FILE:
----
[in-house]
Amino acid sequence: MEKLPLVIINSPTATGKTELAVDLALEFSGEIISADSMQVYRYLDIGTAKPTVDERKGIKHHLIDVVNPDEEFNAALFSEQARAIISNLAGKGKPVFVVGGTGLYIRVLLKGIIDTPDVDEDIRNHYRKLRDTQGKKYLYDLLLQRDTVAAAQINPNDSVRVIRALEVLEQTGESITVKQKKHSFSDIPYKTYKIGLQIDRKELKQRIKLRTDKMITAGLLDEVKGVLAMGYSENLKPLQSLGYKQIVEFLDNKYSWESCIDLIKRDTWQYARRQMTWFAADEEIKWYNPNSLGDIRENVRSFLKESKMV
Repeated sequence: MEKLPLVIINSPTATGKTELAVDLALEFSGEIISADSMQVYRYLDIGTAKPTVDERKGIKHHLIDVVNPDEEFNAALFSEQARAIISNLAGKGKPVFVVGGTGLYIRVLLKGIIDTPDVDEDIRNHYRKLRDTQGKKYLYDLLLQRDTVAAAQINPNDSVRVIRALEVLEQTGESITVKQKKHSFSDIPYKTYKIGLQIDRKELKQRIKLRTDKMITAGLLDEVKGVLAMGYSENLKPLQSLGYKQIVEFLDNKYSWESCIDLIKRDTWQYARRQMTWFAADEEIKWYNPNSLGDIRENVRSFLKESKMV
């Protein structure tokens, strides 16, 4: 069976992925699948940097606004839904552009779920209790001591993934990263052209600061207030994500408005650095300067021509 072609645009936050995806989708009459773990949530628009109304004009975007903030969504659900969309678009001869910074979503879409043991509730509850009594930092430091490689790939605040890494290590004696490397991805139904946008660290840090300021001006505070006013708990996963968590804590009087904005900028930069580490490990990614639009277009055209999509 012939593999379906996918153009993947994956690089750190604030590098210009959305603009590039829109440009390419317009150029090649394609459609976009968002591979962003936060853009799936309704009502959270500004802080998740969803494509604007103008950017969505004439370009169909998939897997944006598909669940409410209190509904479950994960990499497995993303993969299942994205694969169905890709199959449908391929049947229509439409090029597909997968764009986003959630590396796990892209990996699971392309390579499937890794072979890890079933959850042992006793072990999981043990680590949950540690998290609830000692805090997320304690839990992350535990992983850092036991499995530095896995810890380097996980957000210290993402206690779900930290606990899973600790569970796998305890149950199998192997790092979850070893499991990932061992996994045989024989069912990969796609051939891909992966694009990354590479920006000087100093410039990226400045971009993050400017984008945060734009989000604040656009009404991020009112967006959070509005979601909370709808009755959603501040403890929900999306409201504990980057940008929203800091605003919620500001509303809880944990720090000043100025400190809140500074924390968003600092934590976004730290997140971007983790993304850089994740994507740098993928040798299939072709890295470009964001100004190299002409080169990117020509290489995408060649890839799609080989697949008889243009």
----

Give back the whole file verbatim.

[in-house]
Amino acid sequence: MEKLPLVIINSPTATGKTELAVDLALEFSGEIISADSMQVYRYLDIGTAKPTVDERKGIKHHLIDVVNPDEEFNAALFSEQARAIISNLAGKGKPVFVVGGTGLYIRVLLKGIIDTPDVDEDIRNHYRKLRDTQGKKYLYDLLLQRDTVAAAQINPNDSVRVIRALEVLEQTGESITVKQKKHSFSDIPYKTYKIGLQIDRKELKQRIKLRTDKMITAGLLDEVKGVLAMGYSENLKPLQSLGYKQIVEFLDNKYSWESCIDLIKRDTWQYARRQMTWFAADEEIKWYNPNSLGDIRENVRSFLKESKMV
Repeated sequence: MEKLPLVIINSPTATGKTELAVDLALEFSGEIISADSMQVYRYLDIGTAKPTVDERKGIKHHLIDVVNPDEEFNAALFSEQARAIISNLAGKGKPVFVVGGTGLYIRVLLKGIIDTPDVDEDIRNHYRKLRDTQGKKYLYDLLLQRDTVAAAQINPNDSVRVIRALEVLEQTGESITVKQKKHSFSDIPYKTYKIGLQIDRKELKQRIKLRTDKMITAGLLDEVKGVLAMGYSENLKPLQSLGYKQIVEFLDNKYSWESCIDLIKRDTWQYARRQMTWFAADEEIKWYNPNSLGDIRENVRSFLKESKMV
């Protein structure tokens, strides 16, 4: 069976992925699948940097606004839904552009779920209790001591993934990263052209600061207030994500408005650095300067021509 072609645009936050995806989708009459773990949530628009109304004009975007903030969504659900969309678009001869910074979503879409043991509730509850009594930092430091490689790939605040890494290590004696490397991805139904946008660290840090300021001006505070006013708990996963968590804590009087904005900028930069580490490990990614639009277009055209999509 012939593999379906996918153009993947994956690089750190604030590098210009959305603009590039829109440009390419317009150029090649394609459609976009968002591979962003936060853009799936309704009502959270500004802080998740969803494509604007103008950017969505004439370009169909998939897997944006598909669940409410209190509904479950994960990499497995993303993969299942994205694969169905890709199959449908391929049947229509439409090029597909997968764009986003959630590396796990892209990996699971392309390579499937890794072979890890079933959850042992006793072990999981043990680590949950540690998290609830000692805090997320304690839990992350535990992983850092036991499995530095896995810890380097996980957000210290993402206690779900930290606990899973600790569970796998305890149950199998192997790092979850070893499991990932061992996994045989024989069912990969796609051939891909992966694009990354590479920006000087100093410039990226400045971009993050400017984008945060734009989000604040656009009404991020009112967006959070509005979601909370709808009755959603501040403890929900999306409201504990980057940008929203800091605003919620500001509303809880944990720090000043100025400190809140500074924390968003600092934590976004730290997140971007983790993304850089994740994507740098993928040798299939072709890295470009964001100004190299002409080169990117020509290489995408060649890839799609080989697949008889243009």